Dial for triage

By Dr Valerie Finigan on 23 November 2018 Midwives Magazine

Midwives are a valuable asset to telephone triage services, says Dr Valerie Finigan. And working in out-of-hours care can also benefit their work-life balance.

Telephone triage (TT) is important for the provision of accurate, timely healthcare management. Midwives’ skill in TT is not a new phenomenon (Bailey et al, 2017). Despite this, very little attention has been paid to investigating TT as an area of midwifery practice, or even to the advantages midwives can bring to TT in out-of-hours (OOH) and urgent primary care services (Bailey et al, 2017).

I recently took up a nursing position in TT, providing assessment and safe dispositions for patients in OOH services. This prompted me to raise awareness of the role and its flexible working opportunities, and to enable midwives to consider TT as a career option.

In OOH, the wider multidisciplinary team – medical, nursing, paediatric, mental health, dental and midwifery – focus on holistic individualised pathways of care. Their critical-thinking skills, experience and expert knowledge are the most crucial element of successful triage. This gives them an intuitive grasp of each person’s individual situation and needs (Benner, 1984). Midwifery skill and knowledge can enhance care for those patients who call for advice with pregnancy and postpartum issues (see panel, right).

New ways of working 

Briggs (2011) writes: ‘The appropriate use of healthcare resources is one of the biggest challenges in today’s healthcare environment.’ Visits to A&E and family doctors have spiralled, pushing up NHS costs. TT services have been set up and funded by some local CCG consortiums to minimise these costs and limit unwarranted or unnecessary access to doctors and A&E. The TT services are supplementary to NHS 111, a national triage service that, according to Anderson and Roland (2015), employs mostly non-medically trained staff. NHS 111 may be more ‘risk averse’ in directing patients to attend A&E or to call an ambulance unnecessarily in comparison with services that use skilled nurses (Anderson and Roland, 2015).

More technological ways of working will be required for the future if the NHS is to achieve the budget cuts enforced by the government. Treatments are moving from clinical environments, with patients now connecting to some services via apps, smartphones and ‘virtual clinic’ spaces. Over 20,000 calls were made to OOH every day last year (NHS England, 2018).

There is no concrete agreement that constitutes whether best practice is to use clinically or non-clinically trained TT staff. Indeed, NICE (2017) graded available evidence as low or poor quality because evidence only exists regarding A&E attendances, and none provides insight into patient experiences and outcomes.

TT provides 24-hour patient access outside of normal surgery hours – evenings, weekends, bank holidays and training days for GPs. The flexibility of either bank or contracted hours can provide family-friendly working opportunities. In my workplace, staff shifts are flexible, often between three and eight hours depending on service and staff needs. At weekends, variable hours are worked between 7am and midnight; on weekday evenings between 6pm and midnight. There are some afternoon shifts during the week to cover GP training (Wednesdays and Thursdays 12.30pm to 5pm). A 24-hour service is offered on bank holidays, as well as a ‘red-eye’ shift at night (red-eye and weekend shifts can be between five and eight hours long).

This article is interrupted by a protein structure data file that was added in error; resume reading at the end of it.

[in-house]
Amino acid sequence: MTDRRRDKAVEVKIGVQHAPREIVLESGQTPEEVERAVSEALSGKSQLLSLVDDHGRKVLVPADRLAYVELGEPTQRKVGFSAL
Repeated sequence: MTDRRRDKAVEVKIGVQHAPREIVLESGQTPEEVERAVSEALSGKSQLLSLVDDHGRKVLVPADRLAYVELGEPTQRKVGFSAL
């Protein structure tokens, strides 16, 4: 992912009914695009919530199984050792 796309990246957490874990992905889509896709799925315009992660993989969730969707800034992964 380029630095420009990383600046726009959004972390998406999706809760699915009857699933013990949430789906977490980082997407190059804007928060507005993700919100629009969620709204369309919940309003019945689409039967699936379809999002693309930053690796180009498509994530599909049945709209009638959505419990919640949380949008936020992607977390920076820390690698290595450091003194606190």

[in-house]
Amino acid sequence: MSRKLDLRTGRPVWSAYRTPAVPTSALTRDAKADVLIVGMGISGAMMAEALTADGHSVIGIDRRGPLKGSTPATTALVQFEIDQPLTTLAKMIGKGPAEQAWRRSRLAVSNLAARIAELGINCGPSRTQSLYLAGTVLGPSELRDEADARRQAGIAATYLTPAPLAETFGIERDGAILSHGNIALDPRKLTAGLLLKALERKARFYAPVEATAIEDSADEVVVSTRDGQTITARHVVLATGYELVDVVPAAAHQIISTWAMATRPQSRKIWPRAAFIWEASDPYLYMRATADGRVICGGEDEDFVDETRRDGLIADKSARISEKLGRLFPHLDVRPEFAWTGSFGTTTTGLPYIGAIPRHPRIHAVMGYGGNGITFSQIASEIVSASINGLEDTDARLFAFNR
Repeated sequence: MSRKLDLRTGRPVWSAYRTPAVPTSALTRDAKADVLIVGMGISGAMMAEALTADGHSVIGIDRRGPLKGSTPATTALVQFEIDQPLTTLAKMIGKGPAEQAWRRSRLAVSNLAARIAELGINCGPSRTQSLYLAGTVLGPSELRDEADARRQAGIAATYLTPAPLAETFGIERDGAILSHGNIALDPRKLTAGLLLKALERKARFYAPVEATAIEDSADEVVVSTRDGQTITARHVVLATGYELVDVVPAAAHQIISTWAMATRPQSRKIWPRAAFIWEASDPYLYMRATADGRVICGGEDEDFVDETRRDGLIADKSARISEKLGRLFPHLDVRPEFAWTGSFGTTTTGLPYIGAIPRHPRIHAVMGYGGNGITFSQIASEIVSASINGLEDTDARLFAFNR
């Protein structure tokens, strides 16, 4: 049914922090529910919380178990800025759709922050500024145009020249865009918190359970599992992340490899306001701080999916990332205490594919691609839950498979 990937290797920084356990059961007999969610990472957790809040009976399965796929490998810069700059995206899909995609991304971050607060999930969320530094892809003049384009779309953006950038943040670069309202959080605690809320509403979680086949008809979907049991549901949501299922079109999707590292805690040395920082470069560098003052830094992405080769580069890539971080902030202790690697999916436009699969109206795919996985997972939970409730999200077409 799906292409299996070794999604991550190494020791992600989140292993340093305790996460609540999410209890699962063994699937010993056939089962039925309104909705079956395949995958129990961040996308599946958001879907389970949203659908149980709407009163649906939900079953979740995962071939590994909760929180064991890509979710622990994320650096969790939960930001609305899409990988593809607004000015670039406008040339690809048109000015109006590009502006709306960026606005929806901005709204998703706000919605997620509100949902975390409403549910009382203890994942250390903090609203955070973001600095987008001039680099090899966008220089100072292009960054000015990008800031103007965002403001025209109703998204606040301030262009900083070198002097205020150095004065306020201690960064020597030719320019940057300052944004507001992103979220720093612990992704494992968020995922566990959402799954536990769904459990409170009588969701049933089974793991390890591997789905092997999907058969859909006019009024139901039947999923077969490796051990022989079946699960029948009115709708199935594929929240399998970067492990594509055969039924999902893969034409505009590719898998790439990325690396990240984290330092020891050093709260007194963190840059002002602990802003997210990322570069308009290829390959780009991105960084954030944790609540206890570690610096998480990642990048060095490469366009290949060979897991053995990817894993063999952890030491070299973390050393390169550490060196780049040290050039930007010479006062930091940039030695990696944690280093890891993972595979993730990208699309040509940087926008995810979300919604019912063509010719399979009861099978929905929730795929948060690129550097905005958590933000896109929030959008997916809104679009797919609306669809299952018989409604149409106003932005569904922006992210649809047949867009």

Responsibilities in TT

TT practitioners play a key role in the decision-making maze in accordance with the NMC code. They ensure that patients receive care based on the best available evidence, and is delivered in the right place, at the right time. Clear accurate records are made for all consultations, so decisions and advice can be defended if necessary at a later date. The care may include self-care advice, OOH review by GP, and attending own GP, walk-in centre, A&E, early pregnancy unit, psychiatric care or dental service.

The TT nurse has the responsibility of communicating with the patient, assessing presenting concerns, developing a working diagnosis and plan of management, determining the seriousness of the situation, and prioritising care, while providing appropriate safety-net advice and contact numbers so that any deterioration in the patient’s condition or symptoms can be re-assessed.

Midwives may want to work in TT for various reasons:

  • To broaden their knowledge
  • To maintain competences for revalidation where they hold dual qualification
  • To build confidence in general nursing
  • As a new challenge
  • To change career.

Midwives entering TT will need to undertake a robust induction and education programme to enable them to develop the skills required, for example, the use of algorithms and computer systems to enable identification of red-flag symptoms. Robust clinical governance and audit are fundamental components of the service. A strong supportive relationship within the TT team is critical to nurture and develop midwives entering this career pathway.

Promoting women’s health

Midwives are ideal providers of health promotion services for women (see panel below). Their entire philosophy of care centres on promotion of women’s health throughout their life-cycle. The skills and knowledge they bring to TT can influence care provided to patients in the antenatal and postpartum period who use the OOH service. The expert knowledge of the midwife, her experience and her critical-thinking skills are the most crucial element of successful TT. 

Dr Valerie Finigan MBE is senior clinical midwife/nurse at Gtd Healthcare